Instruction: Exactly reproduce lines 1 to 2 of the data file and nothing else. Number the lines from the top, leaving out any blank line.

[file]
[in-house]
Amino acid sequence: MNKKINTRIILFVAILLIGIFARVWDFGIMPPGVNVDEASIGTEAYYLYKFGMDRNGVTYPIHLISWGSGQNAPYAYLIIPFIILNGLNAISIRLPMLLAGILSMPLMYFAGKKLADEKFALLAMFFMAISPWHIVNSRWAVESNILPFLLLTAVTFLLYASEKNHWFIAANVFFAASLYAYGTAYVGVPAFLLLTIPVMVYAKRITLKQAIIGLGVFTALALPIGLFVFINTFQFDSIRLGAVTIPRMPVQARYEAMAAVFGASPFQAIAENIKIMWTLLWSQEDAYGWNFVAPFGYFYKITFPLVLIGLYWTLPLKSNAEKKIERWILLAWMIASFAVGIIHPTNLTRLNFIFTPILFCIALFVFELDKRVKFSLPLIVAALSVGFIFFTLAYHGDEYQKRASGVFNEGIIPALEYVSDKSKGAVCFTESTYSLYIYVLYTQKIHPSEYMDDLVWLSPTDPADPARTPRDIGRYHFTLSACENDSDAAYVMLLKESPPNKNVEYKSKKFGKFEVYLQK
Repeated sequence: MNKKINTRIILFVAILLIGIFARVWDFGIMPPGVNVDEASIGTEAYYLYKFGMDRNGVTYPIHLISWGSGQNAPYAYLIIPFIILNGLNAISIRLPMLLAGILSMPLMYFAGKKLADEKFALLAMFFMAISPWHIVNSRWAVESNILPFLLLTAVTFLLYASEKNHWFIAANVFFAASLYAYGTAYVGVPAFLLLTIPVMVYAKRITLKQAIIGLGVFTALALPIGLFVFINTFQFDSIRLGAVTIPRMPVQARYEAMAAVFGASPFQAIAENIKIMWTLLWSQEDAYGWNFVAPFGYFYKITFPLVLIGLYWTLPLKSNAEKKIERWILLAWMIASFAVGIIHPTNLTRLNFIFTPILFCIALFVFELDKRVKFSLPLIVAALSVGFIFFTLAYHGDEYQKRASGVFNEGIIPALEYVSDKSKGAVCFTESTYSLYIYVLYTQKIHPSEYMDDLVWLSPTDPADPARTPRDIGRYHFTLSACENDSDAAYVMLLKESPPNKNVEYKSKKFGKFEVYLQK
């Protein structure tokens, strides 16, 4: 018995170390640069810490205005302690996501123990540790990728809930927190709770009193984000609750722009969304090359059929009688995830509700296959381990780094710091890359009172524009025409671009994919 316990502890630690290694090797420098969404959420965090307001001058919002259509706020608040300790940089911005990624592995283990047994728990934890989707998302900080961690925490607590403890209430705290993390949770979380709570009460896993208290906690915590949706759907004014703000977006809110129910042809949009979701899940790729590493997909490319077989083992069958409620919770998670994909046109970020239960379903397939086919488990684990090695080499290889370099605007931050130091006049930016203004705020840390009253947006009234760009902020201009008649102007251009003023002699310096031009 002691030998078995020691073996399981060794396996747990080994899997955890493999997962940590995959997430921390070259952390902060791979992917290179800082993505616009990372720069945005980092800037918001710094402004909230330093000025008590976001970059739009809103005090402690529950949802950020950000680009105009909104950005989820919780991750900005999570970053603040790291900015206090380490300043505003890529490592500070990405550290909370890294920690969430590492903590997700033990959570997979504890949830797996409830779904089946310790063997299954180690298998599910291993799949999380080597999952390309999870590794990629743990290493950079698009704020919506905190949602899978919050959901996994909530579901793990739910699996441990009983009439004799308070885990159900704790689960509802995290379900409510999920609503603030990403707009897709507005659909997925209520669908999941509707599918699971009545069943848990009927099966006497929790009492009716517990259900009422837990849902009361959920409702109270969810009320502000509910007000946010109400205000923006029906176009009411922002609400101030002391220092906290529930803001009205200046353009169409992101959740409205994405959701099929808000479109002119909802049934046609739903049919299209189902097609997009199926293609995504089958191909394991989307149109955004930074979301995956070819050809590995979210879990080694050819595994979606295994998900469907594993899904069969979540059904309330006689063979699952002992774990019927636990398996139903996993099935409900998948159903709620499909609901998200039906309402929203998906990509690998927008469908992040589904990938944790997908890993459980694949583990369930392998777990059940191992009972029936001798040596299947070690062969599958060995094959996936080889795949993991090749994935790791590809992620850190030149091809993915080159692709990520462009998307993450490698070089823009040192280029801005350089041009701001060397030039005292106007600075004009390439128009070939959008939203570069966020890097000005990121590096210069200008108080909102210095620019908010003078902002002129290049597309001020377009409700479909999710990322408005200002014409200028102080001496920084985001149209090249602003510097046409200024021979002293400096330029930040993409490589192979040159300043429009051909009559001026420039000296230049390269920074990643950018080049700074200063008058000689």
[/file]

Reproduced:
[in-house]
Amino acid sequence: MNKKINTRIILFVAILLIGIFARVWDFGIMPPGVNVDEASIGTEAYYLYKFGMDRNGVTYPIHLISWGSGQNAPYAYLIIPFIILNGLNAISIRLPMLLAGILSMPLMYFAGKKLADEKFALLAMFFMAISPWHIVNSRWAVESNILPFLLLTAVTFLLYASEKNHWFIAANVFFAASLYAYGTAYVGVPAFLLLTIPVMVYAKRITLKQAIIGLGVFTALALPIGLFVFINTFQFDSIRLGAVTIPRMPVQARYEAMAAVFGASPFQAIAENIKIMWTLLWSQEDAYGWNFVAPFGYFYKITFPLVLIGLYWTLPLKSNAEKKIERWILLAWMIASFAVGIIHPTNLTRLNFIFTPILFCIALFVFELDKRVKFSLPLIVAALSVGFIFFTLAYHGDEYQKRASGVFNEGIIPALEYVSDKSKGAVCFTESTYSLYIYVLYTQKIHPSEYMDDLVWLSPTDPADPARTPRDIGRYHFTLSACENDSDAAYVMLLKESPPNKNVEYKSKKFGKFEVYLQK